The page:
Understanding the shifts in consumer awareness of low-code/no-code technologies
During the pandemic of 2020-2021 and post-pandemic of 2022, airSlate conducted a series of consumer surveys to gain insights into consumer awareness involving the adoption of eSignature, in-cloud collaboration, and overall digital adoption. Our latest consumer survey focused on the #1 technology trend of 2022 — low-code/no-code technologies.
Our team surveyed 600 randomly selected respondents, fairly represented across states, age, and income groups as well as gender. To date (and with more surveys in the near future), one thing we can state for sure: In the world of software solutions, consumers can do much more than they think.
In more sophisticated terms, we are observing a reverse Dunning-Kruger effect: people failing to realize that they have long been ready and are more than capable of using smarter software technologies.
Let’s have a look at the key takeaways.
Spoiler alert: There’s a high chance you’ll recognize your daily [home] office routine.
The state of low-code/no-code awareness
To see the full picture, we’ve intentionally asked a range of questions encompassing several overlapping knowledge areas — coding as such (in its very generalized understanding), low-code and no-code technology awareness, other business-related software solutions as well as several questions concerning repetitive tasks, and efficiency and functionality struggles at work.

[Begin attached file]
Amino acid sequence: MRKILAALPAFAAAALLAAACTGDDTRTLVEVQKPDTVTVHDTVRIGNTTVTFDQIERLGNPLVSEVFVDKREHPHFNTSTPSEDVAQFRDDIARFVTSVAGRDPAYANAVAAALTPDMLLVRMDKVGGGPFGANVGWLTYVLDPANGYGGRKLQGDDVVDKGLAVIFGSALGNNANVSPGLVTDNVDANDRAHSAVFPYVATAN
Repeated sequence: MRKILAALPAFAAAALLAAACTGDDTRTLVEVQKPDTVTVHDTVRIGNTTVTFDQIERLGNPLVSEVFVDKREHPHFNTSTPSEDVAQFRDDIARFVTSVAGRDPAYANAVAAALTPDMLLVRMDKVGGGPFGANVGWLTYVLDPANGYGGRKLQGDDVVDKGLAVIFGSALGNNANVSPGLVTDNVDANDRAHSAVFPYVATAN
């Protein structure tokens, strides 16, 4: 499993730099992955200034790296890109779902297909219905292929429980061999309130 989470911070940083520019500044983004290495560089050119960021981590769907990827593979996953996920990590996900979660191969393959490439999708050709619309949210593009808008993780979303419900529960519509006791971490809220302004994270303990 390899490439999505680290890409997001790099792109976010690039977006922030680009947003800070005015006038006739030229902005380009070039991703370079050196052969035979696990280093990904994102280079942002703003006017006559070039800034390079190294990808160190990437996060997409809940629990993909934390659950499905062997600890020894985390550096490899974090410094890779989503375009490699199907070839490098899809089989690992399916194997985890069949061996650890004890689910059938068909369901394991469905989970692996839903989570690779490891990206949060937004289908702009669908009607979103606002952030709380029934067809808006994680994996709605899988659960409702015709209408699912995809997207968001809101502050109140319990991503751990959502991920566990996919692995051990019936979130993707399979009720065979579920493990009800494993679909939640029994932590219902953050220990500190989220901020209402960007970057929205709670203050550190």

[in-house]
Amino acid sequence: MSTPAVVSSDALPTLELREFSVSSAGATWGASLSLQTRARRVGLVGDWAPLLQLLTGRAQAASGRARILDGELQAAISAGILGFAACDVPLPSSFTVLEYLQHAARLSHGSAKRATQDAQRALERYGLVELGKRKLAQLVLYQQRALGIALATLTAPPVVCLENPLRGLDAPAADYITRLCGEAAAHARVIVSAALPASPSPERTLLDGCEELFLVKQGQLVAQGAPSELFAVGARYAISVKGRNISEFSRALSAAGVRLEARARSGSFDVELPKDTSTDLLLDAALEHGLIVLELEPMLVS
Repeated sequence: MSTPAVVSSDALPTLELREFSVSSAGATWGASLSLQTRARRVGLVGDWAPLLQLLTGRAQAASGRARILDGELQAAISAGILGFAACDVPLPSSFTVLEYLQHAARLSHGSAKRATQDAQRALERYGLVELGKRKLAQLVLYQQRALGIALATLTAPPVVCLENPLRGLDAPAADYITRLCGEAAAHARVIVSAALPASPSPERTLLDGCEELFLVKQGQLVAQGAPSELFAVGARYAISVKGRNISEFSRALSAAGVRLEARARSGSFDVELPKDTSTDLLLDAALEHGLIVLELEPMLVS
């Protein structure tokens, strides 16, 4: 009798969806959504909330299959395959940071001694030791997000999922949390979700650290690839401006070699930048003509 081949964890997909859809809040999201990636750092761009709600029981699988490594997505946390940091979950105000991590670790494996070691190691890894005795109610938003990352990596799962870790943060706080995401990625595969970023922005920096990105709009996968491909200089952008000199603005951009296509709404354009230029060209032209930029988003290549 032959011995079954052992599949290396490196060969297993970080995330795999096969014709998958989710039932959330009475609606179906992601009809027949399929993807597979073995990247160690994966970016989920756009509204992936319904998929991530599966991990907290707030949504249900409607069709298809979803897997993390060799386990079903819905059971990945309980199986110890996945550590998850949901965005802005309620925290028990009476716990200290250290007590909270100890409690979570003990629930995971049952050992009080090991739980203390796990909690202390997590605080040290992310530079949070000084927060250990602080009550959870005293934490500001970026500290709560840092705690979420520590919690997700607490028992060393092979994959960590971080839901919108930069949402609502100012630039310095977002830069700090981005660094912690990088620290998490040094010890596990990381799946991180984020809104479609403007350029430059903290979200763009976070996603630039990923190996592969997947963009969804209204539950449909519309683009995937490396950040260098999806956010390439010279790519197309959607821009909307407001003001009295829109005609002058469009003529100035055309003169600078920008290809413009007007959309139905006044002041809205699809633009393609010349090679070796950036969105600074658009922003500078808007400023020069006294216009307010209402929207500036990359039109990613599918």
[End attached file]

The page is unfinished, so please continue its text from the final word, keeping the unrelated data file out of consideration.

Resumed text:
We can observe from the beginning of the survey analysis that consumers across all age groups and professions are becoming more tech-savvy.
1. Shifting attitude to coding as a profession and a skill
68% of consumers do not know how to code (this number comes as no surprise, actually).
At the same time, almost half of the respondents (49%) are confident that coding is something they could easily learn if needed.
Moreover, over 45% of respondents anticipate that they will actually have to learn some form of coding in the near future:
No less interesting are the shares of two other answers to this question. People who do not plan to learn to code anytime soon and people unsure about the necessity of it combined make up over 55% of the total sample.
This sample size leads us to the second key takeaway — the role of no-code solutions.
2. No-code awareness is experiencing moderate growth, despite the obvious daily demand
When asked specifically about no-code and low-code technologies, only 8% confirmed that they fully understood what no-code is. Another 8% have some experience with low-code solutions. Interestingly, 18% are familiar with both. These samples may come off as disappointing at first approximation. However, they make up as many as 34% when combined, which ranks much higher than any of the other pre-pandemic surveys!
On the other hand, we’ve got answers about repetitive tasks — almost 60% of the respondents face repetitive, computer-dependent tasks on a daily basis.
Indirectly, this confirms our initial assumption about consumer awareness concerning one’s own business automation needs.